• The mediation by the serpent was necessary: Evil can seduce man, but cannot become man.
    • 51
  • In the struggle between yourself and the world, second the world.
    • 52, Im Kampf zwischen Dir und der Welt, sekundiere der Welt.
    • Aphorism 52 in Unpublished Works 1916-1918
    • Variant translations:

In the struggle between yourself and the world, back the world.

In the struggle between yourself and the world, side with the world.

In the fight between you and the world, back the world.

  • One must not cheat anyone, not even the world of its victory.
    • 53; Variant translation: One must not cheat anybody, not even the world of one’s triumph.
  • There is nothing besides a spiritual world; what we call the world of the senses is the Evil in the spiritual world, and what we call Evil is only the necessity of a moment in our eternal evolution.

One can disintegrate the world by means of very strong light. For weak eyes the world becomes solid, for still weaker eyes it seems to develop fists, for eyes weaker still it becomes shamefaced and smashes anyone who dares to gaze upon it.

  • 54
  • There are questions we could not get past if we were not set free from them by our very nature.
    • 56
  • One tells as few lies as possible only by telling as few lies as possible, and not by having the least possible opportunity to do so.
    • 58
  • The fact that there is nothing but a spiritual world deprives us of hope and gives us certainty.
    • 62
  • Expulsion from Paradise is in its main aspect eternal: that is to say, although expulsion from Paradise is final, and life in the world unavoidable, the eternity of the process (or, expressed in temporal terms, the eternal repetition of the process) nevertheless makes it possible not only that we might remain in Paradise permanently, but that we may in fact be there permanently, no matter whether we know it here or not.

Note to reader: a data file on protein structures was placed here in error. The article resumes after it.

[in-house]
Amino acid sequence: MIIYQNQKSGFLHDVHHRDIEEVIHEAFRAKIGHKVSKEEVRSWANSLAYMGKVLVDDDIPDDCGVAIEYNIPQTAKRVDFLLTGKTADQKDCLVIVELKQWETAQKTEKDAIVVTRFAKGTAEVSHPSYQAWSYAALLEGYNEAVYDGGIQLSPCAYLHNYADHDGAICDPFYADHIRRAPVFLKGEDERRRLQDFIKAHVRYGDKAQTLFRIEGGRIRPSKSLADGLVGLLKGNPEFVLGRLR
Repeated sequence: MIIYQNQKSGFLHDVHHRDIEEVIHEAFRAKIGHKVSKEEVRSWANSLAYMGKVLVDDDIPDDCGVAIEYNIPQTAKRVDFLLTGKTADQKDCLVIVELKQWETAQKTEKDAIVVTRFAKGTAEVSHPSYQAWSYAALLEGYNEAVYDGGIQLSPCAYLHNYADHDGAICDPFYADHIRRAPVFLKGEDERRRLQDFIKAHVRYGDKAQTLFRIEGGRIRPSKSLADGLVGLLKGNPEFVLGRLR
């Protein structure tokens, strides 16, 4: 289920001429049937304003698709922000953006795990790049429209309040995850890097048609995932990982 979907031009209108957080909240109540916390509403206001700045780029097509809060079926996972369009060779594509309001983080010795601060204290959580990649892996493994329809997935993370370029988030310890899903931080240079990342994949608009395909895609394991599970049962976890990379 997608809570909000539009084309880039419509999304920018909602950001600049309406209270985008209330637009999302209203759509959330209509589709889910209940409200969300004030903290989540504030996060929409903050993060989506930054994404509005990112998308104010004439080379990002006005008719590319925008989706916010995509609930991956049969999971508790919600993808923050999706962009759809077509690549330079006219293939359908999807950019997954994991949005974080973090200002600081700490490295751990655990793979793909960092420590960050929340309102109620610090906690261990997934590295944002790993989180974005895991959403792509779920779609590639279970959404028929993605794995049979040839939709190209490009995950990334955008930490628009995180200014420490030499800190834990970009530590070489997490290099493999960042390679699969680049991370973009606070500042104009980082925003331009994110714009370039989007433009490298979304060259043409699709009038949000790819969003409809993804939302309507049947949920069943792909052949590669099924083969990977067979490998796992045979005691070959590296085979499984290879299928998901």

• 65; a slight variant of this statement was later published in Parables and Paradoxes(1946):

The expulsion from Paradise is in its main significance eternal:

Consequently the expulsion from Paradise is final, and life in this world irrevocable, but the eternal nature of the occurrence (or, temporally expressed, the eternal recapitulation of the occurrence) makes it nevertheless possible that not only could we live continuously in Paradise, but that we are continuously there in actual fact, no matter whether we know it here or not.

  • What is gayer than believing in a household god?
    • 68
  • Theoretically there is a perfect possibility of happiness: believing in the indestructible element in oneself and not striving towards it.
    • 69
  • The indestructible is one: it is each individual human being and, at the same time, it is common to all, hence the incomparably indivisible union that exists between human beings.
    • 71
  • If what was supposed to have been destroyed in Paradise was destructible, then it was not decisive; but if it was indestructible, then we are living in a false belief.
    • 74
  • Test yourself on mankind. It is something that makes the doubter doubt, the believer believe.
    • 75
  • Association with human beings lures one into self-observation.
    • 77
  • Sensual love deceives one as to the nature of heavenly love; it could not do so alone, but since it unconsciously has the element of heavenly love within it, it can do so.
    • 79
  • Truth is indivisible, hence it cannot recognize itself; anyone who wants to recognize it has to be a lie.
    • 80
  • Why do we complain about the Fall? It is not on its account that we were expelled from Paradise, but on account of the Tree of Life, lest we might eat of it.
    • 82, a slight variant of this was later published in Parables and Paradoxes(1946):

Why do we lament over the fall of man? We were not driven out of Paradise because of it, but because of the Tree of Life, that we might not eat of it.

  • “Paradise”